- Joint Program Report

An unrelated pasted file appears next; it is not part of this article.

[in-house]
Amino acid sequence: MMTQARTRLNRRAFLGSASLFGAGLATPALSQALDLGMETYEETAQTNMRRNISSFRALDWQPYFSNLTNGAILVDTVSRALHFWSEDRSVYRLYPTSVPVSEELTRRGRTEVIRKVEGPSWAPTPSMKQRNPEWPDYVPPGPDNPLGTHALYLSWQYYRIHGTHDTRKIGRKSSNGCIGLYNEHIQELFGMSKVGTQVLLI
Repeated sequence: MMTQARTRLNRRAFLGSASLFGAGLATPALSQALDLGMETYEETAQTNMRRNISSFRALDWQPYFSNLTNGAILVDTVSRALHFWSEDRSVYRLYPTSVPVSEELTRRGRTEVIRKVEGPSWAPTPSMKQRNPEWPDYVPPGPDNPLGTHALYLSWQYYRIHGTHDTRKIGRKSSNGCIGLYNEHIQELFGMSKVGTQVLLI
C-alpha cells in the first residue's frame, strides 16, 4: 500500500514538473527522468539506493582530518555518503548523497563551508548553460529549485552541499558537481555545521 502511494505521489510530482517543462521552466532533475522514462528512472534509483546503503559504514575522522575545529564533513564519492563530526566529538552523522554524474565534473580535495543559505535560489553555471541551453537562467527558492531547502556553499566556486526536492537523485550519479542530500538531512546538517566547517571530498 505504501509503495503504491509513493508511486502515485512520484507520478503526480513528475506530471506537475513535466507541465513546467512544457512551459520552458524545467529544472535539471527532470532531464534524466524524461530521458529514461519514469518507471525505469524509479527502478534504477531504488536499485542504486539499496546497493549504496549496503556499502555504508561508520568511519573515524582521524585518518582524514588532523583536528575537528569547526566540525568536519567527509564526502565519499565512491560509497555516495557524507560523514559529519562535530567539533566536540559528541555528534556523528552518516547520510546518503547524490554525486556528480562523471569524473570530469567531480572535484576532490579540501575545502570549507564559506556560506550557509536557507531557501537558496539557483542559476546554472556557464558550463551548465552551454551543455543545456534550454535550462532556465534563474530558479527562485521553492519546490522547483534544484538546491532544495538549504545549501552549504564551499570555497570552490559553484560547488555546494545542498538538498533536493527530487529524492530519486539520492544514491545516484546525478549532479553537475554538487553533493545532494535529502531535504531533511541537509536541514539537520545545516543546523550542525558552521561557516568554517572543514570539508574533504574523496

Through a brief look at the science and economics of climate, the authors show that if climate change turns out to be a serious threat, an effective response will require a substantial and very long-term global effort. Today's focus on near-term emissions reductions will be counter-productive if it delays development of the institutions and policy architectures that would be necessary to mount and sustain such an effort over much of the next century. The authors discuss three legacies that our generation could leave that would make this struggle to devise a global response easier: (1) an international climate agreement that could, if necessary, reduce greenhouse gas emissions substantially, at least cost, while being responsive both to changes in our scientific understanding and to evolving political and economic conditions, (2) enhanced technical options that could, if necessary, ease the task of maintaining economic growth while controlling greenhouse gas emissions, and (3) an international system that could, if necessary, transfer substantial sums to developing countries to assist their participation in an emissions control effort. Building these legacies is a huge challenge, but this task merits at least the same sense of urgency that has motivated pre-Kyoto negotiations about short-term CO2 emissions reductions.